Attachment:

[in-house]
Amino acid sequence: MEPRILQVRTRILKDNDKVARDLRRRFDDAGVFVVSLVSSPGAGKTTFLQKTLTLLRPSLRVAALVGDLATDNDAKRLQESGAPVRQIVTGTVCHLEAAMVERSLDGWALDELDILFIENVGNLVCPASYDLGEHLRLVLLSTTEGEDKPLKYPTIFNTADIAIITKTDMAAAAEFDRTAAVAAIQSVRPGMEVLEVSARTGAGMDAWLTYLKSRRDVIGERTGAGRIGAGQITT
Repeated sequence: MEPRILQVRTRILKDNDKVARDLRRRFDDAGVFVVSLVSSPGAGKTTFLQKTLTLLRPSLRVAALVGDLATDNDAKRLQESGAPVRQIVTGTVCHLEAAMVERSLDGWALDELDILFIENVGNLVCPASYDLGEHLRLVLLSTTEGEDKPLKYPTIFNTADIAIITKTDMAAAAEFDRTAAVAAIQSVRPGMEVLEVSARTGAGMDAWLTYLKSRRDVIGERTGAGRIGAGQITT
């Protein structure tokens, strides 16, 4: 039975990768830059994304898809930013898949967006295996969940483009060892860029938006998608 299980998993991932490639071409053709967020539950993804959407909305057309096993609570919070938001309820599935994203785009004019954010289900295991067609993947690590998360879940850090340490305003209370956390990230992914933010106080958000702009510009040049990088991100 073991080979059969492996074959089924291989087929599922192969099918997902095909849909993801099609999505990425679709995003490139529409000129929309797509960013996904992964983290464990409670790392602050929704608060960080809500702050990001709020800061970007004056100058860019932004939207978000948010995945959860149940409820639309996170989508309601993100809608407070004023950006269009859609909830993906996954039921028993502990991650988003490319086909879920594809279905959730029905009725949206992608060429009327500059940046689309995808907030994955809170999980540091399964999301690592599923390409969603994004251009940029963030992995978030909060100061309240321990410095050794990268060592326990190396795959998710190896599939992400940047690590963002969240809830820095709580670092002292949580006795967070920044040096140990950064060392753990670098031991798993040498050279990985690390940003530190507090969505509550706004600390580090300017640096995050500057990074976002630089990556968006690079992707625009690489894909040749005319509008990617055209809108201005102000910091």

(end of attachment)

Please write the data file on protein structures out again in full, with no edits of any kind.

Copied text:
[in-house]
Amino acid sequence: MEPRILQVRTRILKDNDKVARDLRRRFDDAGVFVVSLVSSPGAGKTTFLQKTLTLLRPSLRVAALVGDLATDNDAKRLQESGAPVRQIVTGTVCHLEAAMVERSLDGWALDELDILFIENVGNLVCPASYDLGEHLRLVLLSTTEGEDKPLKYPTIFNTADIAIITKTDMAAAAEFDRTAAVAAIQSVRPGMEVLEVSARTGAGMDAWLTYLKSRRDVIGERTGAGRIGAGQITT
Repeated sequence: MEPRILQVRTRILKDNDKVARDLRRRFDDAGVFVVSLVSSPGAGKTTFLQKTLTLLRPSLRVAALVGDLATDNDAKRLQESGAPVRQIVTGTVCHLEAAMVERSLDGWALDELDILFIENVGNLVCPASYDLGEHLRLVLLSTTEGEDKPLKYPTIFNTADIAIITKTDMAAAAEFDRTAAVAAIQSVRPGMEVLEVSARTGAGMDAWLTYLKSRRDVIGERTGAGRIGAGQITT
């Protein structure tokens, strides 16, 4: 039975990768830059994304898809930013898949967006295996969940483009060892860029938006998608 299980998993991932490639071409053709967020539950993804959407909305057309096993609570919070938001309820599935994203785009004019954010289900295991067609993947690590998360879940850090340490305003209370956390990230992914933010106080958000702009510009040049990088991100 073991080979059969492996074959089924291989087929599922192969099918997902095909849909993801099609999505990425679709995003490139529409000129929309797509960013996904992964983290464990409670790392602050929704608060960080809500702050990001709020800061970007004056100058860019932004939207978000948010995945959860149940409820639309996170989508309601993100809608407070004023950006269009859609909830993906996954039921028993502990991650988003490319086909879920594809279905959730029905009725949206992608060429009327500059940046689309995808907030994955809170999980540091399964999301690592599923390409969603994004251009940029963030992995978030909060100061309240321990410095050794990268060592326990190396795959998710190896599939992400940047690590963002969240809830820095709580670092002292949580006795967070920044040096140990950064060392753990670098031991798993040498050279990985690390940003530190507090969505509550706004600390580090300017640096995050500057990074976002630089990556968006690079992707625009690489894909040749005319509008990617055209809108201005102000910091």